The risk of fire in Milton Keynes has hit an all time low following a decade of blaze prevention work from firefighters.
Since 2003 the number of fires has reduced by 54 per cent while the number of fire and smoke related injuries has plummeted by 68 per cent.
The figures were published this month in the new Fire Service Public Safety plan which is out to public consultation until October.
“We’re delighted,” said deputy chief fire officer Mick Osborne. “But we’re now determined to make Milton Keynes even more of a safe place to live, work and travel.”
The time saved on attending fewer blaze dramas is invested in fire prevention and public education work, said Mick.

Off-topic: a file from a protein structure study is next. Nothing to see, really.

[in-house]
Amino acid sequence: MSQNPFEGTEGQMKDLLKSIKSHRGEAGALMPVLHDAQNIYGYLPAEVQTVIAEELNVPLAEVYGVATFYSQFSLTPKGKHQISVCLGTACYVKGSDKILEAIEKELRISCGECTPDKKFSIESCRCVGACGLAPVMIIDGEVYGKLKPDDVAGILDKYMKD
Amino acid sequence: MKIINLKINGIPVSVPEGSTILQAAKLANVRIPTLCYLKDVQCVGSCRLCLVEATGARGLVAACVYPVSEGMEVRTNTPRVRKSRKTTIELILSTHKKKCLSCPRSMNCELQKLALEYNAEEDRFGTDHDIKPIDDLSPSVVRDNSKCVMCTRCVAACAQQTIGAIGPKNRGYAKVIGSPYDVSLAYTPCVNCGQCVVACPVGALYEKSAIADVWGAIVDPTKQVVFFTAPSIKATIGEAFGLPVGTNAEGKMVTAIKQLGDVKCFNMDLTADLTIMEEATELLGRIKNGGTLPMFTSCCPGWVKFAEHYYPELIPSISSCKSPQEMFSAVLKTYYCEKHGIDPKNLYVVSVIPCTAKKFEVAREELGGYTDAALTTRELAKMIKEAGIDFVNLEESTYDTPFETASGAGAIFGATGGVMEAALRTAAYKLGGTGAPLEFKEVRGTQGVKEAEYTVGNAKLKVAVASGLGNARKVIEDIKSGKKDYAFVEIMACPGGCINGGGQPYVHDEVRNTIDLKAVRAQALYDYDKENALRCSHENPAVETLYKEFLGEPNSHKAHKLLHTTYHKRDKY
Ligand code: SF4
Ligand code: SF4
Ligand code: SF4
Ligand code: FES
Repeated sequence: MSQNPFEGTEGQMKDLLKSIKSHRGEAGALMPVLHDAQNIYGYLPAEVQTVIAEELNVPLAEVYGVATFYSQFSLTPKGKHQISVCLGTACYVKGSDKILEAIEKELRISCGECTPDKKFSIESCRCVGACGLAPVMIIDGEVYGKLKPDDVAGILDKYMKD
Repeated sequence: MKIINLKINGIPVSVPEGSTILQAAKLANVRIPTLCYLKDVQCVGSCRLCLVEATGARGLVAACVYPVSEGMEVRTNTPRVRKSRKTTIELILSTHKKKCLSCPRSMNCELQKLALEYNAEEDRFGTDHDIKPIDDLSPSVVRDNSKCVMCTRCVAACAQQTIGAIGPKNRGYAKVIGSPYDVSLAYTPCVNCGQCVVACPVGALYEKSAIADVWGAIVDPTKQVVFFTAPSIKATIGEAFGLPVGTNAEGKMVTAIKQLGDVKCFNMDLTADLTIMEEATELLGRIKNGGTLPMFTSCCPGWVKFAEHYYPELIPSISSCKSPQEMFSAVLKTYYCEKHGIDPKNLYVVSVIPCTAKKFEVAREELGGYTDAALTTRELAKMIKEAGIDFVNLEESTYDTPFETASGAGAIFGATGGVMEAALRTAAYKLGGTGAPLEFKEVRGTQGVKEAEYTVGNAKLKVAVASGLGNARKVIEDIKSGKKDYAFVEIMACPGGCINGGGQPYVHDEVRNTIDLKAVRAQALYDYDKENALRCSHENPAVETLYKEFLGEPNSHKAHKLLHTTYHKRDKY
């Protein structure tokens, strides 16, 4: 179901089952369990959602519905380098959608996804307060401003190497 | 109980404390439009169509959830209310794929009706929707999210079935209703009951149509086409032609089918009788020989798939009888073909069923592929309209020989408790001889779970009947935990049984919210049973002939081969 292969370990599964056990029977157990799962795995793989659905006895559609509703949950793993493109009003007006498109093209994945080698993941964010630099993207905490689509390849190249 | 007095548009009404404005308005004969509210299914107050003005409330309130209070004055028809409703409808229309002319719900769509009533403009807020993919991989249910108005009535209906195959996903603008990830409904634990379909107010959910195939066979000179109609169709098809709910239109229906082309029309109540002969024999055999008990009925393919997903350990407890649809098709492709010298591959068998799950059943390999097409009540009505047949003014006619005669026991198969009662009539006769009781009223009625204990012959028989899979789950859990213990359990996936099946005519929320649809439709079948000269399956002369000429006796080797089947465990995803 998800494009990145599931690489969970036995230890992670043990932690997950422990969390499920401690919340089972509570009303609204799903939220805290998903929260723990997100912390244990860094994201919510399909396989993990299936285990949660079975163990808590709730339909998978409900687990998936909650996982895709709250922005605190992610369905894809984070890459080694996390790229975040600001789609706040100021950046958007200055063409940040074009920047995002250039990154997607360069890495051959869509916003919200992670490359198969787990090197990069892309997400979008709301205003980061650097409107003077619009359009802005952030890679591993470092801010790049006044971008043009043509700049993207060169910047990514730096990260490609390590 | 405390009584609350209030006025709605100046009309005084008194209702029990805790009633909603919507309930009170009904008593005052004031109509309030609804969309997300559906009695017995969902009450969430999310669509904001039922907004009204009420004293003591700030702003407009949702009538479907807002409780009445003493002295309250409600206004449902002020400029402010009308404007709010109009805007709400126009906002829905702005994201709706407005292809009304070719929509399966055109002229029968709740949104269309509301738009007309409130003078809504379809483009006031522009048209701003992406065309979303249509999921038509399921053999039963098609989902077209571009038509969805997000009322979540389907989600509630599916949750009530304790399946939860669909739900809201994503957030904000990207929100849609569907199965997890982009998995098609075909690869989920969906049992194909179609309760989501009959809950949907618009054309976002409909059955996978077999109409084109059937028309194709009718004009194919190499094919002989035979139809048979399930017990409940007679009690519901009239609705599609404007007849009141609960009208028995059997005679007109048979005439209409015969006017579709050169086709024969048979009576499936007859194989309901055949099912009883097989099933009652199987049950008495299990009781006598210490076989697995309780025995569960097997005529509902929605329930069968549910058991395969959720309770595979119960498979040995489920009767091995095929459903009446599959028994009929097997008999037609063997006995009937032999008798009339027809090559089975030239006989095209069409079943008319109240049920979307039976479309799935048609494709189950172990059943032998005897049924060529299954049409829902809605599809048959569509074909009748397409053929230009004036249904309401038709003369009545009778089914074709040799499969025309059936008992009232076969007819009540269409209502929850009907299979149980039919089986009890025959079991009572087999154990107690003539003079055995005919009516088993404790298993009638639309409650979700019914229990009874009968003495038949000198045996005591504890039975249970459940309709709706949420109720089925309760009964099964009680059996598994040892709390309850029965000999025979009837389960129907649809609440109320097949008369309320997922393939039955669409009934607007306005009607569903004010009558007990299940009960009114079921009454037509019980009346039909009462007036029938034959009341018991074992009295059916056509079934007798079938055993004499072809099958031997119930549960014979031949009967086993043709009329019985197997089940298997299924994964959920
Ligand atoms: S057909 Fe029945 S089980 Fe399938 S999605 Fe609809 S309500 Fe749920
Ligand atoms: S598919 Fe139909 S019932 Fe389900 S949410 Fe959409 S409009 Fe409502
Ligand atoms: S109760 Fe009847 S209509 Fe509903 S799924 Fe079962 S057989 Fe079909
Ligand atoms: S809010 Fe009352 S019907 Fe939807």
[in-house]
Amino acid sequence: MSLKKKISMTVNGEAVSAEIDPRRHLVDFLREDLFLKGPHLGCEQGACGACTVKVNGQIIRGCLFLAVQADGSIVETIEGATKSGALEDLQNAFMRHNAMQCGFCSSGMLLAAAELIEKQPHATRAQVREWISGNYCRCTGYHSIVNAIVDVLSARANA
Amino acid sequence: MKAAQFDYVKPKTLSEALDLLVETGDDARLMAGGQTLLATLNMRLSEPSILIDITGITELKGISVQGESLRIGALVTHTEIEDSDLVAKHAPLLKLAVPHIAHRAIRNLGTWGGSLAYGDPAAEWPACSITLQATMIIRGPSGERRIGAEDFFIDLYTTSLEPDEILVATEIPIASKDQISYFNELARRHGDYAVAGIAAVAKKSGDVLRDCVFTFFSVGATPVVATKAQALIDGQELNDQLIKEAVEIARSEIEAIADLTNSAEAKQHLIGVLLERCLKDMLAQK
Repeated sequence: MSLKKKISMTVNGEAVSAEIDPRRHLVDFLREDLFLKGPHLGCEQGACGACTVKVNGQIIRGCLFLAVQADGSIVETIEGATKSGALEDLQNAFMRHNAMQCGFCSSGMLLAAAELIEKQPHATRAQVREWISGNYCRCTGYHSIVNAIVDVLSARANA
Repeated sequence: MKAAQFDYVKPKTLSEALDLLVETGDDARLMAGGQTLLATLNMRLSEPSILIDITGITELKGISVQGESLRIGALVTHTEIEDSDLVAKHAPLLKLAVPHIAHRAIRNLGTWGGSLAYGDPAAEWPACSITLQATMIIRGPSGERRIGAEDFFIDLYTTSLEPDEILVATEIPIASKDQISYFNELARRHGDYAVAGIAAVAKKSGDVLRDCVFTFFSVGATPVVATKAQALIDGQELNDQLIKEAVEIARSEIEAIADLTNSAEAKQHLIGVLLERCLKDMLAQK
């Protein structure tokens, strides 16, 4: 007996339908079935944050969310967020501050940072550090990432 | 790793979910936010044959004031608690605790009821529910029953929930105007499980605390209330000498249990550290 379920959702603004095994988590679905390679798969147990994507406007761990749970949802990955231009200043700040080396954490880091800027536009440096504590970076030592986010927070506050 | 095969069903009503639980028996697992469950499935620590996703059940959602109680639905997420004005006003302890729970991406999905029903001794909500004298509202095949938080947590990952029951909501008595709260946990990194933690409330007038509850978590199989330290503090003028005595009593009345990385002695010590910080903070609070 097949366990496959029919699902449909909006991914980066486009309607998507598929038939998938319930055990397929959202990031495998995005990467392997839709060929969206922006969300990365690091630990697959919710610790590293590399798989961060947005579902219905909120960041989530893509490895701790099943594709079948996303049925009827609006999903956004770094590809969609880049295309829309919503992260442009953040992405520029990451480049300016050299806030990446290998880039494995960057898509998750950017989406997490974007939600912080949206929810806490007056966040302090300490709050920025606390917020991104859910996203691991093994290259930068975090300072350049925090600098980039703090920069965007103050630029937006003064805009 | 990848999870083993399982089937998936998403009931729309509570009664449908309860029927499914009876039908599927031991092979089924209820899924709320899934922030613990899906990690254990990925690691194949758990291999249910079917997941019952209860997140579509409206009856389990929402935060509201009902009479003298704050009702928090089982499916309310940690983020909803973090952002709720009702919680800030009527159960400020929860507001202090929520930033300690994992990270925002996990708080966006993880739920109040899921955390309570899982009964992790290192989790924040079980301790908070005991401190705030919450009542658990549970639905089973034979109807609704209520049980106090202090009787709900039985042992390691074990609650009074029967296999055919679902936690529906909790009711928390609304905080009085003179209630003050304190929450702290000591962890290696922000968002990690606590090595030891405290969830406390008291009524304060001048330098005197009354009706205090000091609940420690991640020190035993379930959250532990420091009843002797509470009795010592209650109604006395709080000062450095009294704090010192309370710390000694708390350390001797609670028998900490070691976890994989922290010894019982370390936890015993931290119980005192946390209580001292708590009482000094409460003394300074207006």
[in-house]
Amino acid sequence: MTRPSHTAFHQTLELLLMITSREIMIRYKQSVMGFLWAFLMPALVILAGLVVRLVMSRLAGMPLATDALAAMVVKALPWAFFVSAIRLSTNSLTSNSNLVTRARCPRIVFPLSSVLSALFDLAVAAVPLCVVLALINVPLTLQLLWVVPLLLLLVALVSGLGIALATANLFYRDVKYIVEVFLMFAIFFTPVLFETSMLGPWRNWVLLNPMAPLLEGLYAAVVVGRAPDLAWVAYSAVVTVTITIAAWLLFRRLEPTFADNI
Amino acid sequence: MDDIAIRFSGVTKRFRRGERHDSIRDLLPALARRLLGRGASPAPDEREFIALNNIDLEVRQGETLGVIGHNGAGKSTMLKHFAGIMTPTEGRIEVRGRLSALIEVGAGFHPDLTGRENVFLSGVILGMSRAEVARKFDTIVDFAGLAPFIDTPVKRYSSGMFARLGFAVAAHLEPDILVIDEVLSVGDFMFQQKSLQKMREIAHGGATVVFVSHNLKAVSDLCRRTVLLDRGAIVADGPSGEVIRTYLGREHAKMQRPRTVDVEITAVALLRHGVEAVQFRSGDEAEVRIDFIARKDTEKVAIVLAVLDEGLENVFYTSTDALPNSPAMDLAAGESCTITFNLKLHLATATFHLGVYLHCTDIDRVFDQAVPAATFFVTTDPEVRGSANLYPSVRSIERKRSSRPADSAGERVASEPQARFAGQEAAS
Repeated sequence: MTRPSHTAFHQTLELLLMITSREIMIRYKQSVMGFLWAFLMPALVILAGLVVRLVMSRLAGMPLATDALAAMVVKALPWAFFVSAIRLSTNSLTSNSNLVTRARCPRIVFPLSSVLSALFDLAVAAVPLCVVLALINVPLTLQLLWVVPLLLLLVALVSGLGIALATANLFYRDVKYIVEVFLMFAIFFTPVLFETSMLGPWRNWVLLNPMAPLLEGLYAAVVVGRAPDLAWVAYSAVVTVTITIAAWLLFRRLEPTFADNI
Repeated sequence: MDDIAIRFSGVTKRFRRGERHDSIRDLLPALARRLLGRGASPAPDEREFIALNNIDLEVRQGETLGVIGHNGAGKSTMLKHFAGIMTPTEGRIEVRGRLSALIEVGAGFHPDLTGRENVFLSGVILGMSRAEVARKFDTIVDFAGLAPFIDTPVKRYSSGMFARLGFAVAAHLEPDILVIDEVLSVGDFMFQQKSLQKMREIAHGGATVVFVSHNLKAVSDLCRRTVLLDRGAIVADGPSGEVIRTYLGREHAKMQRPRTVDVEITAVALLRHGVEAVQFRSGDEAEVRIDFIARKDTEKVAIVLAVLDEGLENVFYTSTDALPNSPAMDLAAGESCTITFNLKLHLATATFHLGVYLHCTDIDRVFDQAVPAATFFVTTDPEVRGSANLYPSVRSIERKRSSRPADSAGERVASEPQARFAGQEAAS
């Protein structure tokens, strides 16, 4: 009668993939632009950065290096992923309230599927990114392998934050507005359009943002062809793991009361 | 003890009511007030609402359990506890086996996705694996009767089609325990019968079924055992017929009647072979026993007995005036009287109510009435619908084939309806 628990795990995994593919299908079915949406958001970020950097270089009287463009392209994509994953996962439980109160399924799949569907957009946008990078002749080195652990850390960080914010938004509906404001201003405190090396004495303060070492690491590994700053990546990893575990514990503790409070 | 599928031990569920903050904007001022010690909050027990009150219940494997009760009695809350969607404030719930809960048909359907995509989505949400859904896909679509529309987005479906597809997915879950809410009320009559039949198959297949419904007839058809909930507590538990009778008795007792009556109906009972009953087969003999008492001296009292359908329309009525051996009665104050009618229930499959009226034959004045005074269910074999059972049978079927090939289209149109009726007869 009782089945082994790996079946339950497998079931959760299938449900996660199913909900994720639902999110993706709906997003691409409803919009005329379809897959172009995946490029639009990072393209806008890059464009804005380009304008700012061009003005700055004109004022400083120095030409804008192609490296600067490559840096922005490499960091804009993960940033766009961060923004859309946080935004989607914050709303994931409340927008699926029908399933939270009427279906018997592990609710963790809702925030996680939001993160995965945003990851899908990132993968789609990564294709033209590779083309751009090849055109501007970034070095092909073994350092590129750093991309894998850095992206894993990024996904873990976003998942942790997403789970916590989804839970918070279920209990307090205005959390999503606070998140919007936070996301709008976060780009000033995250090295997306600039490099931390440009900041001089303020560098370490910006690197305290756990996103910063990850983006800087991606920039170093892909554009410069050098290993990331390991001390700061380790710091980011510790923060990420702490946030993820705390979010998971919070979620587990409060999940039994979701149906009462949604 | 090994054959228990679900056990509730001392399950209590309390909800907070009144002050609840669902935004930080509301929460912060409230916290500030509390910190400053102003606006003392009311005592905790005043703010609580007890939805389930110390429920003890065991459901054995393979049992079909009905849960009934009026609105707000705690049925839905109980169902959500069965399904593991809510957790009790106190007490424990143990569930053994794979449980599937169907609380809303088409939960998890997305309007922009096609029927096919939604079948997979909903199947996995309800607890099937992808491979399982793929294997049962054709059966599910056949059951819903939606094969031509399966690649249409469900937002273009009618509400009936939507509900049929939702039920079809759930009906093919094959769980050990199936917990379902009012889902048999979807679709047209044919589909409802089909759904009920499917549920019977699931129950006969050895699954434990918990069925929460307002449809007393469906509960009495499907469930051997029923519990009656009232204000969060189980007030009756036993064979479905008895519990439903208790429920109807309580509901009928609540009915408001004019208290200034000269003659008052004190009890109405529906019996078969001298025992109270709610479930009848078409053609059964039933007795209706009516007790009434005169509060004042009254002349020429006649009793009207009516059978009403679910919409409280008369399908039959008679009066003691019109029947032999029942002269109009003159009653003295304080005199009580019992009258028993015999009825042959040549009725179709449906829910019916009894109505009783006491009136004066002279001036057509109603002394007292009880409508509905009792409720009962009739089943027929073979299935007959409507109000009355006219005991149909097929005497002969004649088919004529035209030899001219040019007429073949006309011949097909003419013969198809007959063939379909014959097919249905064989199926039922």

This means experts spend weeks investigating city hotspots, such as houses of multiple occupancy, homes that burn more rapidly because of their construction and un-sprinklered business warehouses.
One quirk spotted recently was an increase in house fires among those classed as ‘comfortable families’ – people with enough money to get by but not much to spare.
Fire service research showed these families were suffering fires caused by cooking or faulty electrical goods.
“The reason was simple. The economic climate meant they’ve seen the squeeze over the past few years and they were buying second hand electrical goods or repairing rather than replacing,” said Mick.
“The increase in kitchen fires was simply due to the fact that they were cooking more because they couldn’t afford to eat out,” he said.
Readers are invited to give their views on the new public safety plan , which can be viewed on the Bucks Fire Service website.